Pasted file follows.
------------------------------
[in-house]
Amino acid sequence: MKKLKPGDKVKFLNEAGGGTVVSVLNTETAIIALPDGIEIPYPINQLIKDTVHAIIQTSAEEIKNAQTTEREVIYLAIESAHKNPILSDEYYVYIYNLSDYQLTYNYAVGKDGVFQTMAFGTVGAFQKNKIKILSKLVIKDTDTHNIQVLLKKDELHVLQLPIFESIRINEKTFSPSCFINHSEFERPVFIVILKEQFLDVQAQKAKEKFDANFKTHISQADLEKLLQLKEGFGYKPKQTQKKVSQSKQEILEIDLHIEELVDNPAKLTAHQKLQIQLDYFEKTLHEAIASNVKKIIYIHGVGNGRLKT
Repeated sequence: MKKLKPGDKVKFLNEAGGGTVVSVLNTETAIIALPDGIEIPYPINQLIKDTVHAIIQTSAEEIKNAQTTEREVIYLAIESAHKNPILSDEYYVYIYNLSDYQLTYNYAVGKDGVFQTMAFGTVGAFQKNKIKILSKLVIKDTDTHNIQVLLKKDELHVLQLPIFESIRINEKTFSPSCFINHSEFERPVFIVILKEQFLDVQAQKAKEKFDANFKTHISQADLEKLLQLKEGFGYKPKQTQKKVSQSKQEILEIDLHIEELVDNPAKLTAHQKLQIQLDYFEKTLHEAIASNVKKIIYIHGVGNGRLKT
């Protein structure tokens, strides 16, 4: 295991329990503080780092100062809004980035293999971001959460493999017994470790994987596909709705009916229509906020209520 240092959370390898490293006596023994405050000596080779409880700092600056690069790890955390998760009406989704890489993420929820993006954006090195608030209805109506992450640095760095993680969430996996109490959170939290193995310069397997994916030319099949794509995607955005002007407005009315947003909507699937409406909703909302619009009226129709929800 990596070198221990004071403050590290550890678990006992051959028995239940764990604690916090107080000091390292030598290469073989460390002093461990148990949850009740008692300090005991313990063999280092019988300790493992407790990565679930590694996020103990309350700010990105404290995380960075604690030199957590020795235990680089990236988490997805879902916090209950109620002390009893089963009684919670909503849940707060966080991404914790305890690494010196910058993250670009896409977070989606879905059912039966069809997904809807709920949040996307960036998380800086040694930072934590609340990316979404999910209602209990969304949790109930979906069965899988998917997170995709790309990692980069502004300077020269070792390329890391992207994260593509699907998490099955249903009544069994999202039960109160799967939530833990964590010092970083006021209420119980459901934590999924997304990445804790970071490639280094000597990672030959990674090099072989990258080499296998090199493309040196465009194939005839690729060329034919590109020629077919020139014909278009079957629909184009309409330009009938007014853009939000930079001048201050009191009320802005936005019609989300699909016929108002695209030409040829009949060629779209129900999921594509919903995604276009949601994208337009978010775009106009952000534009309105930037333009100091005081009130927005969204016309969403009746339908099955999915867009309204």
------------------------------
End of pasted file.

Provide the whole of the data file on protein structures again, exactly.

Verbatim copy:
[in-house]
Amino acid sequence: MKKLKPGDKVKFLNEAGGGTVVSVLNTETAIIALPDGIEIPYPINQLIKDTVHAIIQTSAEEIKNAQTTEREVIYLAIESAHKNPILSDEYYVYIYNLSDYQLTYNYAVGKDGVFQTMAFGTVGAFQKNKIKILSKLVIKDTDTHNIQVLLKKDELHVLQLPIFESIRINEKTFSPSCFINHSEFERPVFIVILKEQFLDVQAQKAKEKFDANFKTHISQADLEKLLQLKEGFGYKPKQTQKKVSQSKQEILEIDLHIEELVDNPAKLTAHQKLQIQLDYFEKTLHEAIASNVKKIIYIHGVGNGRLKT
Repeated sequence: MKKLKPGDKVKFLNEAGGGTVVSVLNTETAIIALPDGIEIPYPINQLIKDTVHAIIQTSAEEIKNAQTTEREVIYLAIESAHKNPILSDEYYVYIYNLSDYQLTYNYAVGKDGVFQTMAFGTVGAFQKNKIKILSKLVIKDTDTHNIQVLLKKDELHVLQLPIFESIRINEKTFSPSCFINHSEFERPVFIVILKEQFLDVQAQKAKEKFDANFKTHISQADLEKLLQLKEGFGYKPKQTQKKVSQSKQEILEIDLHIEELVDNPAKLTAHQKLQIQLDYFEKTLHEAIASNVKKIIYIHGVGNGRLKT
């Protein structure tokens, strides 16, 4: 295991329990503080780092100062809004980035293999971001959460493999017994470790994987596909709705009916229509906020209520 240092959370390898490293006596023994405050000596080779409880700092600056690069790890955390998760009406989704890489993420929820993006954006090195608030209805109506992450640095760095993680969430996996109490959170939290193995310069397997994916030319099949794509995607955005002007407005009315947003909507699937409406909703909302619009009226129709929800 990596070198221990004071403050590290550890678990006992051959028995239940764990604690916090107080000091390292030598290469073989460390002093461990148990949850009740008692300090005991313990063999280092019988300790493992407790990565679930590694996020103990309350700010990105404290995380960075604690030199957590020795235990680089990236988490997805879902916090209950109620002390009893089963009684919670909503849940707060966080991404914790305890690494010196910058993250670009896409977070989606879905059912039966069809997904809807709920949040996307960036998380800086040694930072934590609340990316979404999910209602209990969304949790109930979906069965899988998917997170995709790309990692980069502004300077020269070792390329890391992207994260593509699907998490099955249903009544069994999202039960109160799967939530833990964590010092970083006021209420119980459901934590999924997304990445804790970071490639280094000597990672030959990674090099072989990258080499296998090199493309040196465009194939005839690729060329034919590109020629077919020139014909278009079957629909184009309409330009009938007014853009939000930079001048201050009191009320802005936005019609989300699909016929108002695209030409040829009949060629779209129900999921594509919903995604276009949601994208337009978010775009106009952000534009309105930037333009100091005081009130927005969204016309969403009746339908099955999915867009309204």